kindleunlimited

There are many authors that poo poo the KU program because they feel the royalties just aren’t there for them.  To those authors I feel the need to remind you that the members of KU are hard-core readers, but we’re also extremely budget conscious. I might WANT to read your book, but I’m just not willing to pay more than $2.99 for an ebook of an author I’ve never read before, or was slightly ambivalent about their first book.  This was the case with the book I read this week.  The author missed out on me reading the second book in their series because I’d have had to have paid for it.  My suggestion would be to take the first book and put it in the KU program instead of making it $0.00 on amazon.  If they had, they’d have gotten royalties on the first book instead of nothing which is what they got from me.  I’d price book one at $0.99 for non KU and have it enrolled in the KU program.  I’ll be honest, if a book looks interesting enough, even with my KU, I’m willing to pay $0.99 for it.

royaltiesAs an author, I can tell you that I’m currently generating just as much royalties through the KU program as I am with straight sales. So what have your experiences with KU been like?  Let’s here from some other authors or KU members!!

-Jennifer

Jennifer Geoghan, author of The Purity of Blood novel series and If Love is a Lie: A Partly True Love Story.

I’d love to hear from you! So click on “Leave A Comment” below and let me know what’s on your mind.

4 April 2016: Maybe we should just hold hands instead of kiss …

What is Romance?

Exactly how much “romance” does a novel have to contain for it be considered a romance novel?

I’ve been pondering this question for a while now. Is it as simple that at the end of the book the male or female protagonist ends up with the person they’ve been flirting with? Is it the amount of sex in the book, and by sex I mean sex other than casual sex? Is it as simple as love, two characters that weren’t in love when the book began but are when it ends?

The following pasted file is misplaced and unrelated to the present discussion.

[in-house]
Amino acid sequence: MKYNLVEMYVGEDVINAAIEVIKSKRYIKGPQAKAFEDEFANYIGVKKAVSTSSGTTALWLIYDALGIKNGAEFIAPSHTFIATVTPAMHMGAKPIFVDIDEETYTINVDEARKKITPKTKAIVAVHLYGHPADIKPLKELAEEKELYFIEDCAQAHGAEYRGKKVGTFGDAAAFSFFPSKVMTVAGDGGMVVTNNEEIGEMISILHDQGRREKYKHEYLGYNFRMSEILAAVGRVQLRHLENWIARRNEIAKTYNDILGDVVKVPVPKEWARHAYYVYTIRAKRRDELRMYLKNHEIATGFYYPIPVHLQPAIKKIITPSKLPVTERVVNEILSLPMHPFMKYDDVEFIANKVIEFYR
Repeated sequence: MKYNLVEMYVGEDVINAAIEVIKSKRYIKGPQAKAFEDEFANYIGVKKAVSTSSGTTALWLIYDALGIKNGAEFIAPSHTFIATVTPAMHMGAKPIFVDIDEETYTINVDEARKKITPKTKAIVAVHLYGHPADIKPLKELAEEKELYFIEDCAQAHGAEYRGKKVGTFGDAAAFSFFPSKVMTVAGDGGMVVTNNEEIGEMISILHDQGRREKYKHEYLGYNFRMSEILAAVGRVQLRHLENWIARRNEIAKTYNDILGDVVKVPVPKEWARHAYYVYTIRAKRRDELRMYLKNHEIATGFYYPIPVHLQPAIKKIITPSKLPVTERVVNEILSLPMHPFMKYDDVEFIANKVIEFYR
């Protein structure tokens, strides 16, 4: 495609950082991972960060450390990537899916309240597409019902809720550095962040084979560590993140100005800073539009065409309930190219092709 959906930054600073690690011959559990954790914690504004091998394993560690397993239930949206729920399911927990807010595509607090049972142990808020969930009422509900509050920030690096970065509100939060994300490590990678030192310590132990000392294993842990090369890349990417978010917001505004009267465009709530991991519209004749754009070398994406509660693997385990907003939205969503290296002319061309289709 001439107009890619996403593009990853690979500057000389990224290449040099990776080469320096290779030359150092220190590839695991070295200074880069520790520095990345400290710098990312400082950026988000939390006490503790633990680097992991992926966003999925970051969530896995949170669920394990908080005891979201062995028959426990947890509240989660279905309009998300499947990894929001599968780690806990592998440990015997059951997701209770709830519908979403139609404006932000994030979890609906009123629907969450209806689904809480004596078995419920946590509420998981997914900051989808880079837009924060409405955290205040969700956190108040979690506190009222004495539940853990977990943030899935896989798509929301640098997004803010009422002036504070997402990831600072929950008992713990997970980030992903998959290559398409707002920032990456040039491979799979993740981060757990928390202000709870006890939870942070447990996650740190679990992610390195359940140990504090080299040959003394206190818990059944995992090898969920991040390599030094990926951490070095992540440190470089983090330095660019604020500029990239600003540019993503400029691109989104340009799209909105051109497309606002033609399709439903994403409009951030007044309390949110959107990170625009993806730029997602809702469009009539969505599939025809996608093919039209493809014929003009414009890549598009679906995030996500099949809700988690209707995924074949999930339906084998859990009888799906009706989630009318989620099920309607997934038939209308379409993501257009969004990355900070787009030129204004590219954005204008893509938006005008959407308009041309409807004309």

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Oops! Sorry, I can’t kiss you there. If I did, that would be a romance and I don’t do romance.

Let’s take my latest book, If Love is a Lie, for an example. I list it as a romance, but there’s a whole lot more to it than your standard formulaic romance. The first third of the book is Emily’s relationship with her internet dating scam artist. Hardly a worthy romance! The next phase of the book is her working with the FBI to bring her scammer and his gang to justice. There’s a growing attraction between her and the FBI agent assigned to the case, but really this section of the story is more crime/action/adventure. The last section of the book is where she’s forced to make a choice about the direction of her life. She’s caught in a love triangle between her scammer and the FBI agent. In the end she makes her choice and they ride off into the sunset together to start a new life. The last section is very dramatic but I suppose it would fall into a romance category. I’ll admit I like love triangles. There’s always a happy ending in my books but I like to keep the suspense of who she’ll be happy with until the very end.

So is If Love is a Lie a romance novel?

Sometimes I think romance is like vampires. My book series (The Purity of Blood novels) has vampires in it. Is the fact that they are vampires central to the story? No, but because there are vampires in it, it’s automatically “Paranormal Romance.” Personally, I don’t feel that classification is warranted, but a vampire is a vampire and if even one creeps into a novel, it’s automatically a paranormal book. This makes me wish there really was a vampire in the world, just one, a friendly one preferably, but just that one would make the paranormal … normal. Thus my “paranormal romance” could be classified as just romance.

I was gonna suck your blood, but I'll just kiss you instead!

I was gonna suck your blood, but I’ll just kiss you instead!

As with vampires, I think any book with kissing involved gets unfairly classified as a romance novel. Is If Love is a Lie a romance? Yes … and no. I think folks who like and those who dislike romance novels would both enjoy it.

Does underwater kissing count?

Does underwater kissing count?